Danes to get €134 million cash-back on their EU contribution

The Danes are set to get a yearly rebate of 1 billion Danish crowns (€134 million), the country’s first, according to the newest EU budget proposal by European Council president Herman Van Rompuy.

Danish prime minister Helle Thorning-Schmidt
Danish prime minister Helle Thorning-Schmidt

The Danes are set to get a yearly rebate of 1 billion Danish crowns (€134 million), the country's first, according to the newest EU budget proposal by European Council President Herman Van Rompuy.  

Danish Prime Minister Helle Thorning-Schmidt had in autumn indicated she would be willing to veto the EU budget if her country didn't get a rebate in the new EU budget for 2014-2020. Denmark has for years been unhappy with the rebate system, claiming that the country finances other member states' rebates.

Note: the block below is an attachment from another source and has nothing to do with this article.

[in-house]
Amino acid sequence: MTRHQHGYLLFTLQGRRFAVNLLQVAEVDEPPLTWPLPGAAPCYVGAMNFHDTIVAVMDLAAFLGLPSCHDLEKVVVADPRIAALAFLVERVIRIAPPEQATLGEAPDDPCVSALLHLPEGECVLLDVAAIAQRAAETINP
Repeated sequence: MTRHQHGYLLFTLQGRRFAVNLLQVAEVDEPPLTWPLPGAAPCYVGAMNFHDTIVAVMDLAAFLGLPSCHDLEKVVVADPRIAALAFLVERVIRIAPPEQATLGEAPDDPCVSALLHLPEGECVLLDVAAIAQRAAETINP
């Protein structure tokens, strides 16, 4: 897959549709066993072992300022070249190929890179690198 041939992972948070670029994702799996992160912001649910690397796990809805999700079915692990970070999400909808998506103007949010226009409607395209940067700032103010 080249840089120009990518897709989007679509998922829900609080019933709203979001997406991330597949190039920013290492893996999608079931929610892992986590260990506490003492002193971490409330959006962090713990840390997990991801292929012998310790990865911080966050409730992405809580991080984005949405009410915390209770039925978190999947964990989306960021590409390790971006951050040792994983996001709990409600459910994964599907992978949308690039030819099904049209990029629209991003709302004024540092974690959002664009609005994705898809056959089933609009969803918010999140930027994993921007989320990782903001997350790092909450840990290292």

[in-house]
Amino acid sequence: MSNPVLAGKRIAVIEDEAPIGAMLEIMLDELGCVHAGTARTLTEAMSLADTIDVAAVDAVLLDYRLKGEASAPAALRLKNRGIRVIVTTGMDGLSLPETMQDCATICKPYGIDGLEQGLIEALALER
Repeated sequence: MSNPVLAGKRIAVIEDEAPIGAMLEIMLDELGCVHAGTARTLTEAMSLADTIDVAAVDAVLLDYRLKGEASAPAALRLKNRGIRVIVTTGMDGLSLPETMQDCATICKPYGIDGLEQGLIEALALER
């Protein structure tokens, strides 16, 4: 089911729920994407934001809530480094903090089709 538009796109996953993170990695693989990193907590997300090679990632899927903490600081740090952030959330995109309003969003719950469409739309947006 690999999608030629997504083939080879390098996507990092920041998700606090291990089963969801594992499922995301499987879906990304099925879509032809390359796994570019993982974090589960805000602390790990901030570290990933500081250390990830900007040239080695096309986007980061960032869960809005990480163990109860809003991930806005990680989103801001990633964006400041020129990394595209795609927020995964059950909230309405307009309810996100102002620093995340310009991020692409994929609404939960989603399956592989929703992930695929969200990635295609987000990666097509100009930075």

Other EU states with big net contributions such as Britain, Germany, Sweden, the Netherlands and Austria already get rebates.

In October 2012, Thorning-Schmidt told the Danish parliamentary committee on European affairs: "We are going to get our rebate, and if we don't get our rebate, then we will have to use the veto. It's very, very simple."

The rebate has been a big issue for the Danish red-green coalition government as it has already included the anticipated rebate in its tax reform plans.

Janusz Lewandorski, the EU Commissioner for financial programming and the budget, had previously told the Danish newspaper Politiken in January that Denmark was the second richest country in the EU "so in my book you are not entitled to a rebate," Lewandorski said.

Last weekend, the Danish newspapers Politiken and Berlingske Tidende revealed that Van Rompuy had already offered a rebate between €80.4 million and €107.2 million, but Thorning-Schmidt had rejected the offer.

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